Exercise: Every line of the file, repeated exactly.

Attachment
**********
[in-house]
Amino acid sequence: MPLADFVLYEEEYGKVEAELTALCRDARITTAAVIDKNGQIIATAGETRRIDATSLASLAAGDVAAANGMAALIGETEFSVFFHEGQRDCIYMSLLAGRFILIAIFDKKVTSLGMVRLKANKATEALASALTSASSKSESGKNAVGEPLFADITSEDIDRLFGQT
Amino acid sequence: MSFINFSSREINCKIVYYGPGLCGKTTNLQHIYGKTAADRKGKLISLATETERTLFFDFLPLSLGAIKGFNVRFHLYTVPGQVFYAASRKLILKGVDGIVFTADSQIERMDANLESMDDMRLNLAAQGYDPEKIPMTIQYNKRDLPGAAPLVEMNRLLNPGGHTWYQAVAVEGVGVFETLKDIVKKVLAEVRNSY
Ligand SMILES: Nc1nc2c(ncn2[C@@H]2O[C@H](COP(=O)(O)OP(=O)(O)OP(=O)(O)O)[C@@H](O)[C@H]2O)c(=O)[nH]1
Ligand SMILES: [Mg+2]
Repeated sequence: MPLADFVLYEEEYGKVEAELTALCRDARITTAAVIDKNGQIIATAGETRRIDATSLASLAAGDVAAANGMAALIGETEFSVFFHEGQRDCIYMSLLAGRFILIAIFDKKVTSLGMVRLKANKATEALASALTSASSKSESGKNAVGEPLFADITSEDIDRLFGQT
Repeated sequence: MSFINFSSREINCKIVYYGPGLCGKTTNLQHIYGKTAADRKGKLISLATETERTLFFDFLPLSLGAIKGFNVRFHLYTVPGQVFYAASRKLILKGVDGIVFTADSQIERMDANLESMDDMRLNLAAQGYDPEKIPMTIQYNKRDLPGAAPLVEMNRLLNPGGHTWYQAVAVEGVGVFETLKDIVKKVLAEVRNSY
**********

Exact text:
[in-house]
Amino acid sequence: MPLADFVLYEEEYGKVEAELTALCRDARITTAAVIDKNGQIIATAGETRRIDATSLASLAAGDVAAANGMAALIGETEFSVFFHEGQRDCIYMSLLAGRFILIAIFDKKVTSLGMVRLKANKATEALASALTSASSKSESGKNAVGEPLFADITSEDIDRLFGQT
Amino acid sequence: MSFINFSSREINCKIVYYGPGLCGKTTNLQHIYGKTAADRKGKLISLATETERTLFFDFLPLSLGAIKGFNVRFHLYTVPGQVFYAASRKLILKGVDGIVFTADSQIERMDANLESMDDMRLNLAAQGYDPEKIPMTIQYNKRDLPGAAPLVEMNRLLNPGGHTWYQAVAVEGVGVFETLKDIVKKVLAEVRNSY
Ligand SMILES: Nc1nc2c(ncn2[C@@H]2O[C@H](COP(=O)(O)OP(=O)(O)OP(=O)(O)O)[C@@H](O)[C@H]2O)c(=O)[nH]1
Ligand SMILES: [Mg+2]
Repeated sequence: MPLADFVLYEEEYGKVEAELTALCRDARITTAAVIDKNGQIIATAGETRRIDATSLASLAAGDVAAANGMAALIGETEFSVFFHEGQRDCIYMSLLAGRFILIAIFDKKVTSLGMVRLKANKATEALASALTSASSKSESGKNAVGEPLFADITSEDIDRLFGQT
Repeated sequence: MSFINFSSREINCKIVYYGPGLCGKTTNLQHIYGKTAADRKGKLISLATETERTLFFDFLPLSLGAIKGFNVRFHLYTVPGQVFYAASRKLILKGVDGIVFTADSQIERMDANLESMDDMRLNLAAQGYDPEKIPMTIQYNKRDLPGAAPLVEMNRLLNPGGHTWYQAVAVEGVGVFETLKDIVKKVLAEVRNSY